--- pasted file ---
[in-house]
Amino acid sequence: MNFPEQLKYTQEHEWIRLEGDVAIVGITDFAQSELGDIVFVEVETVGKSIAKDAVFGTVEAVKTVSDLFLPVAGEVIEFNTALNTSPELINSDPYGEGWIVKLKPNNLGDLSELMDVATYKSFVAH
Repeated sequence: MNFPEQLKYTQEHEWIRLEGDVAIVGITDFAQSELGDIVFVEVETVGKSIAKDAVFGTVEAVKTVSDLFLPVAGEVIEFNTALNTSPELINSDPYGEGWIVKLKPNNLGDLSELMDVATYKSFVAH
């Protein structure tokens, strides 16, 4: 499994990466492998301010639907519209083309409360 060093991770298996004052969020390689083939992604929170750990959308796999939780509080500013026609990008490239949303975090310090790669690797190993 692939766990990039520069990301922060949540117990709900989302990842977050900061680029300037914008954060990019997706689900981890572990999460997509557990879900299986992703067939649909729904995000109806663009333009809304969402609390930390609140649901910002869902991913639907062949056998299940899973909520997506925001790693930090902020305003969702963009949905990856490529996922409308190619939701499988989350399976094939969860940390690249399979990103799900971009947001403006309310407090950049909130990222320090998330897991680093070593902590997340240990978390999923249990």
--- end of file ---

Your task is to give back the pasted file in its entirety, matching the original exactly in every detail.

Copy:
[in-house]
Amino acid sequence: MNFPEQLKYTQEHEWIRLEGDVAIVGITDFAQSELGDIVFVEVETVGKSIAKDAVFGTVEAVKTVSDLFLPVAGEVIEFNTALNTSPELINSDPYGEGWIVKLKPNNLGDLSELMDVATYKSFVAH
Repeated sequence: MNFPEQLKYTQEHEWIRLEGDVAIVGITDFAQSELGDIVFVEVETVGKSIAKDAVFGTVEAVKTVSDLFLPVAGEVIEFNTALNTSPELINSDPYGEGWIVKLKPNNLGDLSELMDVATYKSFVAH
């Protein structure tokens, strides 16, 4: 499994990466492998301010639907519209083309409360 060093991770298996004052969020390689083939992604929170750990959308796999939780509080500013026609990008490239949303975090310090790669690797190993 692939766990990039520069990301922060949540117990709900989302990842977050900061680029300037914008954060990019997706689900981890572990999460997509557990879900299986992703067939649909729904995000109806663009333009809304969402609390930390609140649901910002869902991913639907062949056998299940899973909520997506925001790693930090902020305003969702963009949905990856490529996922409308190619939701499988989350399976094939969860940390690249399979990103799900971009947001403006309310407090950049909130990222320090998330897991680093070593902590997340240990978390999923249990």